The Longest Paddle: A Story of Woodworking and Carving Out a Family

When I finished cleaning my tools and putting them away after finally finishing carving my 6-year-old’s stepdaughter’s first paddle today, I had to wonder why it had been so long since I worked on it.

paddlemaking tools

Spokeshaves, rasps, curved knives, and the grip of DD6’s paddle

A little background. My family has deep ties in Algonquin Park, and a lot of my family’s history has to do with rangers and guiding and paddling. Through Omer Stringer, we have ties to most of the major camps in Algonquin Park and to Roots through the Beaver Canoe brand. This is no brag; it’s just where we’re from. I’ve grown up with a paddle in my hand; when I graduated high school and was going off to university, my folks gave me a miniature paddle with some inspiring words including my mantra, paddle your own canoe. And our canoes and paddles have always been made in the family. I’ve used paddles made by my father and grandfather.

So for some time, I’ve seen this paddlemaking thing as a rite of passage of sorts. At the very least it’s a way to live a part of my family’s history. And if other people are making it — even major companies — then I should probably be able to myself.

So eleven months ago, I bought a little bit of pine and started taking measurements and drawing patterns.

Leo at 8 weeks, when I started this project.

Leo at 8 weeks, when I started this project. He’s 13 months old now.

I measured both the girls, took detailed notes in my Moleskine, adjusted to let them grow into their paddles, and got to work almost immediately.

Plank, Moleskine, and father-in-law's jigsaw.

Plank, Moleskine, and father-in-law’s jigsaw.

The cutout paddle -- the blank.

The cutout paddle — the blank.

DD6 -- DD5 at the time -- checking the length of the blank.

DD6 — DD5 at the time — checking the length of the blank.

Once the blank was cut, I slowly started shaping it. I bought a spokeshave and began whittling it down, but the progress was slow. I couldn’t seem to get the right technique.

The spokeshave carves off coils and curls of wood.

The spokeshave carves off coils and curls of wood.

It wasn’t until a little later, when my parents returned to Ottawa after cleaning out my late grandfather’s workshop, that I started really making progress. Not only did I get a pair of crooked knives that made shaping things much easier, but I got a new spokeshave. Well, new to me.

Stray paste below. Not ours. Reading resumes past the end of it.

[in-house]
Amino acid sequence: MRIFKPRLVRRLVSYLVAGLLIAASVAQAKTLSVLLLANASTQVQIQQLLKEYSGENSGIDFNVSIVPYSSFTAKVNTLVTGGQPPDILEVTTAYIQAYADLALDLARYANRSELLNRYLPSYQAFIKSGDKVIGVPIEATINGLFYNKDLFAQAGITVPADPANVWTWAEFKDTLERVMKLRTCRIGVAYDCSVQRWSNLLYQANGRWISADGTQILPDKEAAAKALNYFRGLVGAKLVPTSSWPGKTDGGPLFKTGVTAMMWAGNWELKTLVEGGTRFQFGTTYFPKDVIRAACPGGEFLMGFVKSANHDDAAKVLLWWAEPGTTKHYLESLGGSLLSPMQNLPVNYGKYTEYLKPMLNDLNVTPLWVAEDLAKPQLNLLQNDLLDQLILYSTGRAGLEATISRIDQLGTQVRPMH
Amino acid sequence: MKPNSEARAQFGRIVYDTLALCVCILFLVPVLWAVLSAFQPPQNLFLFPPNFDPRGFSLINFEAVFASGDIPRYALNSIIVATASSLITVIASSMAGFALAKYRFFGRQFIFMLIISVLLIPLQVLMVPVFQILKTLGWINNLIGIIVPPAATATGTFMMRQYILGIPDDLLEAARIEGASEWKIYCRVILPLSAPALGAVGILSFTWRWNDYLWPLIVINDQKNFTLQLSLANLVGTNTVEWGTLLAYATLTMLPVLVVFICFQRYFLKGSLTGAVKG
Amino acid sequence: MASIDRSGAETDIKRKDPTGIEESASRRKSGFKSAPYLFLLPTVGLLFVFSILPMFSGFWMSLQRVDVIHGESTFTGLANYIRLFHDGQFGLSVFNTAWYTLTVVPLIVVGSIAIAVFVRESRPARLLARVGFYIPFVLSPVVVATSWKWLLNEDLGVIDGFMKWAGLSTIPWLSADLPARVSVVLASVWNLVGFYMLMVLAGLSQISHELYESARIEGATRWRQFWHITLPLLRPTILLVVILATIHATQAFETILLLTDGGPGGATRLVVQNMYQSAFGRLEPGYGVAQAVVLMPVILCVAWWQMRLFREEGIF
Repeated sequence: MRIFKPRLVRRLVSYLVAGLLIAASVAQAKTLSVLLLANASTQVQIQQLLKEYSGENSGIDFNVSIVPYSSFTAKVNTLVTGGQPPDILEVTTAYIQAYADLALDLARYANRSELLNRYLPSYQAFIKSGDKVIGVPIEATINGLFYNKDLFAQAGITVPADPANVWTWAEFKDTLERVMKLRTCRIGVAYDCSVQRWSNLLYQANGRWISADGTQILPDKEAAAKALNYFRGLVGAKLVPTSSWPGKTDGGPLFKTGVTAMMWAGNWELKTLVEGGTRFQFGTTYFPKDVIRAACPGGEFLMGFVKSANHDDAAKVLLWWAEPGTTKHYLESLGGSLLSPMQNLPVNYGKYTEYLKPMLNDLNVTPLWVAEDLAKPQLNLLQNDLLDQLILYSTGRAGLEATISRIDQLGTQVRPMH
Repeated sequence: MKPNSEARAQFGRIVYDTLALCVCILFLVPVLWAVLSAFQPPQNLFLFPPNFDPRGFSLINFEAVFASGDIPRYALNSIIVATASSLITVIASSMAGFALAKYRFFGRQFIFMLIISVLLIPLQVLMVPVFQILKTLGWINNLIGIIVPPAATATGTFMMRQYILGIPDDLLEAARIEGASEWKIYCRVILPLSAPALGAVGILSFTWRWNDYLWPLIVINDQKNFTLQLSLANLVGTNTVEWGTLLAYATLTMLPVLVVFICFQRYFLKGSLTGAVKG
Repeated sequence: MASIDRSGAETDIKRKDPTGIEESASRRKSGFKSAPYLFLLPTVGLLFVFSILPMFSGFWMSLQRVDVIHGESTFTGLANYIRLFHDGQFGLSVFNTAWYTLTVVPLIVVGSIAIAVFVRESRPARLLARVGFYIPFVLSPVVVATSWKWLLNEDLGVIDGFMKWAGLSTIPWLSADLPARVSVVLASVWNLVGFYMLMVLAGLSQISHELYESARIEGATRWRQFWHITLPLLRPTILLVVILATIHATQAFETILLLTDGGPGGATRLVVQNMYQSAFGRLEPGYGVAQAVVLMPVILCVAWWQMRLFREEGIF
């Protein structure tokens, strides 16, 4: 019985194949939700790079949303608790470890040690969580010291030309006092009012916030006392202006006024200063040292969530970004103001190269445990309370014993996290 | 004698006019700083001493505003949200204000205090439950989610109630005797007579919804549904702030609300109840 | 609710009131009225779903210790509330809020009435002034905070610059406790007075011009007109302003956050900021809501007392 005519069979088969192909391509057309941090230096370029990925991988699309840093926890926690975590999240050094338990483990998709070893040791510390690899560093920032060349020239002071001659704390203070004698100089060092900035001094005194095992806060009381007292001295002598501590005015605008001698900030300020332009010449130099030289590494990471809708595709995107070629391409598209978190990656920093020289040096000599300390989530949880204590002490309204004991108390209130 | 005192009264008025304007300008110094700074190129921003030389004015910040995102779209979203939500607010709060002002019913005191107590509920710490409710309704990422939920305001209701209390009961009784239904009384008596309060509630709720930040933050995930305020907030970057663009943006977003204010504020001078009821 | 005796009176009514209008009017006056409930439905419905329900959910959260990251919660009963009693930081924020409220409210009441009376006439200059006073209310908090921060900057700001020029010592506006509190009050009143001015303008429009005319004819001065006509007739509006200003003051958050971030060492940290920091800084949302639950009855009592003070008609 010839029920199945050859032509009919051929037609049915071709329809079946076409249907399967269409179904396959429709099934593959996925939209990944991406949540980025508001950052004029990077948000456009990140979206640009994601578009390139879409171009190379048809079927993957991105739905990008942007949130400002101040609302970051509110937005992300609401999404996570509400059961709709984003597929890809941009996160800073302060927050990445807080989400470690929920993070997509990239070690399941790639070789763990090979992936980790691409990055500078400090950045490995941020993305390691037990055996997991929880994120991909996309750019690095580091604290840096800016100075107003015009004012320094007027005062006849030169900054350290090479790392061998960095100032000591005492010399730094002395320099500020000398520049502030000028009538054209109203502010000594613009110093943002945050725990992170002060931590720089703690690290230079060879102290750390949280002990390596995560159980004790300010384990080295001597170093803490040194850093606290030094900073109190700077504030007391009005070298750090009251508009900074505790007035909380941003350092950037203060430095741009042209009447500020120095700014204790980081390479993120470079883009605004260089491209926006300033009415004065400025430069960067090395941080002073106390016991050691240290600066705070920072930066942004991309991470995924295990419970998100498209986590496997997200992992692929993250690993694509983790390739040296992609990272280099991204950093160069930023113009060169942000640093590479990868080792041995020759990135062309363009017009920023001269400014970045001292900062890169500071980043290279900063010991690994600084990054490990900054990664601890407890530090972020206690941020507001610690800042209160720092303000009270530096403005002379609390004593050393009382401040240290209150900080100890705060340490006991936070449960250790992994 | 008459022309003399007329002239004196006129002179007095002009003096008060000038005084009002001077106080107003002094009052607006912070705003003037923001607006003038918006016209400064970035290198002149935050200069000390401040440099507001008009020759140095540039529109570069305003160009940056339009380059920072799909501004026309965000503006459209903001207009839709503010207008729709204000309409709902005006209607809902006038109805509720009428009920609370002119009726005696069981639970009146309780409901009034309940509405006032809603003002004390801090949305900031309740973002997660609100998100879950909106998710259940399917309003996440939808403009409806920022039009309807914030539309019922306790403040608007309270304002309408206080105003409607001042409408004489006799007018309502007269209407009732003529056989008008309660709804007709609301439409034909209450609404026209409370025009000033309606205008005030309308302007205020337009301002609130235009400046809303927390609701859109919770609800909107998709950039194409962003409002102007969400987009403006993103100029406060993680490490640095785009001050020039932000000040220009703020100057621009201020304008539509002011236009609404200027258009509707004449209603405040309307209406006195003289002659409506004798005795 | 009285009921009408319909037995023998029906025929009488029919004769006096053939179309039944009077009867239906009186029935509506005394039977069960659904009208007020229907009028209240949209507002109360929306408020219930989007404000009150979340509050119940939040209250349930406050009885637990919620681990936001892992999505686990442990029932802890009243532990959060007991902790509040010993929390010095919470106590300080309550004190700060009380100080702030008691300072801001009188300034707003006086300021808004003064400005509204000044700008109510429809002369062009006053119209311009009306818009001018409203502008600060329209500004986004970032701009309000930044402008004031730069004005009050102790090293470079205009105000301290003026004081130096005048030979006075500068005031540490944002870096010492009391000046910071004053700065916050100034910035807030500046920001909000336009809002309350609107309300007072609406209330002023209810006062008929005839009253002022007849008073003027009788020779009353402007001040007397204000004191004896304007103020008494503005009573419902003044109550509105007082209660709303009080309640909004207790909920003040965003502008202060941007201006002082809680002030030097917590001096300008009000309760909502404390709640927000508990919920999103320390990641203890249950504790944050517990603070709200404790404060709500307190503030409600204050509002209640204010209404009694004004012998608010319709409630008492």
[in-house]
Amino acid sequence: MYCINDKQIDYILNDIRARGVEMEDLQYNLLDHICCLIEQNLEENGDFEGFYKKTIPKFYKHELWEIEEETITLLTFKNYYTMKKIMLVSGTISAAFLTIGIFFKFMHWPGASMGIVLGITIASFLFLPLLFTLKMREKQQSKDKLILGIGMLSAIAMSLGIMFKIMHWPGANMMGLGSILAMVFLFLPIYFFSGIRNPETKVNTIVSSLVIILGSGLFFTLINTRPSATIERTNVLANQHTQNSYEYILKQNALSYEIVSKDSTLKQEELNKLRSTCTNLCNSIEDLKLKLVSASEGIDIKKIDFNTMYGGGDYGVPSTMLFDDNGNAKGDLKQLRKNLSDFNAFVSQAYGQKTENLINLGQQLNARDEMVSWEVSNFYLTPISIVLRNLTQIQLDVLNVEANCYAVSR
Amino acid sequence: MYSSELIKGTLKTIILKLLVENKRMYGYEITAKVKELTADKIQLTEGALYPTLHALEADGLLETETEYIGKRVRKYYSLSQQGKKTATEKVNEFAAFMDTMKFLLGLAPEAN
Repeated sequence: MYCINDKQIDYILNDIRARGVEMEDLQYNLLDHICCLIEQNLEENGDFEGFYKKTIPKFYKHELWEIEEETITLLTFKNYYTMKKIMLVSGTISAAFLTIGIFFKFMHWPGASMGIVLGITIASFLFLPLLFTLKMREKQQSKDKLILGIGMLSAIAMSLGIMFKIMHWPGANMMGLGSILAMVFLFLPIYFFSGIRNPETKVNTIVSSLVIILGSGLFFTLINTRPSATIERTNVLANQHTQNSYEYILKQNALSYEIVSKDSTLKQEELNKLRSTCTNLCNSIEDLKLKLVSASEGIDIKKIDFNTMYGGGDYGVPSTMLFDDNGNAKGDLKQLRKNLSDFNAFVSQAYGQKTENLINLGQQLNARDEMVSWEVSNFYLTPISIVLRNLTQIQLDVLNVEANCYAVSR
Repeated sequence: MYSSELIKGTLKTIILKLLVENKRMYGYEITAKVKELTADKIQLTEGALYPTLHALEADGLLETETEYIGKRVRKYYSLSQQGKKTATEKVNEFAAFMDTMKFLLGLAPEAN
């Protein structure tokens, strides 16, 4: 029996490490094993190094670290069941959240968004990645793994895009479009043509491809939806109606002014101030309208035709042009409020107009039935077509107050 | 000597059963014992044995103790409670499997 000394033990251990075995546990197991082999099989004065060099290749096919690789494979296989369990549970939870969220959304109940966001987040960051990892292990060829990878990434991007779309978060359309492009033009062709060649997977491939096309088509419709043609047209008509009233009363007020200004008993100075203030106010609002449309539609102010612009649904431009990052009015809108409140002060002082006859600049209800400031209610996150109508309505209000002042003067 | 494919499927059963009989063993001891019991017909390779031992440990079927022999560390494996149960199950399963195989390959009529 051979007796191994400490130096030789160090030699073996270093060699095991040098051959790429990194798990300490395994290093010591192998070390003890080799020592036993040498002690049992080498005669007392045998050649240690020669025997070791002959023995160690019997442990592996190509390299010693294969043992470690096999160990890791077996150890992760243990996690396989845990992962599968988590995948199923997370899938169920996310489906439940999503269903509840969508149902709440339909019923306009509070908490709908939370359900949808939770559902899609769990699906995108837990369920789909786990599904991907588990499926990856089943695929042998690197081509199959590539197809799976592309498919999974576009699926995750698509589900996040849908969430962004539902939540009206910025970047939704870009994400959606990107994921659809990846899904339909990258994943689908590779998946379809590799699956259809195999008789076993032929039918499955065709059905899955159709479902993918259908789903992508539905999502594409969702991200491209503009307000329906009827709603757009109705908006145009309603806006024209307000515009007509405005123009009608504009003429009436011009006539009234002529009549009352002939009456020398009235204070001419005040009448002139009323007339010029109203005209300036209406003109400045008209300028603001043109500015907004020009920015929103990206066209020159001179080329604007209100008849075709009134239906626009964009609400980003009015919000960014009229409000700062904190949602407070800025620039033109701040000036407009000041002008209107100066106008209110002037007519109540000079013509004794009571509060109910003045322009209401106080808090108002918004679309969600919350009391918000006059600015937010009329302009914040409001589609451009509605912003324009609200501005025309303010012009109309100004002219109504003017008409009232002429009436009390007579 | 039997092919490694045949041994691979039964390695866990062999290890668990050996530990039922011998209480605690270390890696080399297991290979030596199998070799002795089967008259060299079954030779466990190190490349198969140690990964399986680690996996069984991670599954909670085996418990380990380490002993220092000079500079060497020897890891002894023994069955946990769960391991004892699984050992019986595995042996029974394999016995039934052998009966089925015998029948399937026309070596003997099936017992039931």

Curved knives, rasps, and the spokeshave,

Curved knives, rasps, and the spokeshave,

The spokeshave bore an engraving that identified it as belonging to Omer’s dad. It could very well have been a tool that Omer learned to make paddles on. It was almost certainly a tool used by my grandfather to make paddles for my family.

I moved quicker after that.

shavings

A carpet of shavings.

And then I stopped.

Summer was for being out of town and for working. Teaching, when I could get the work. And then I got a full-time gig teaching starting in September. Winter came. And for some reason, paddling and the cottage and open water seemed very far away. I stopped carving.

But something else happened, too. Over the interceding 10 months, our little family grew so much closer together. We solidified the bonds that we had been forging before that point. The girls started referring to me to third parties as their dad. NJ and I live and work together and have built a life together. Leo went from being a tiny puppy to being… well, a much larger puppy. NJ’s parents have become a second set of parents to me. Most recently, my parents became Grammy and Pappy to the kids. Their third set of grandparents, and the ones they see most often.

And on a weekend at the end of March break, after a week of spending time with family, it was time to finish what I started.

paddle grip

The grip, shaped with curved knives and rasps.

sanding

DD6 doing a pass on the blade with a medium-grit sanding pad. See the silver box near her? A tricorder. I’ll post about that soon.

And finally, it was all but ready.

finished paddle

The finished paddle.

The blade isn’t entirely regular. It’s the first thing I’ve really made in wood. The balance is just a hair lower than it should be. But the grip and the shaft feel great. And they’re made for DD6’s little hands.

There’s finishing to be done, but a phone call to Mom and Dad for some guidance on how to proceed has given me a direction. And there’s another plank for the youngest’s paddle in my workshop. She loves the shop, and was with me today while I was finishing this one. I hope she’ll help make hers.

The tradition continues. And for the first time, I really feel like a part of it.

Paddle your own canoe, folks.

-Trevor

PS: I post pretty regular updates to this and other projects (and plenty of pictures of a damn handsome labradoodle) over on Instagram. Why not follow me there and say hi?

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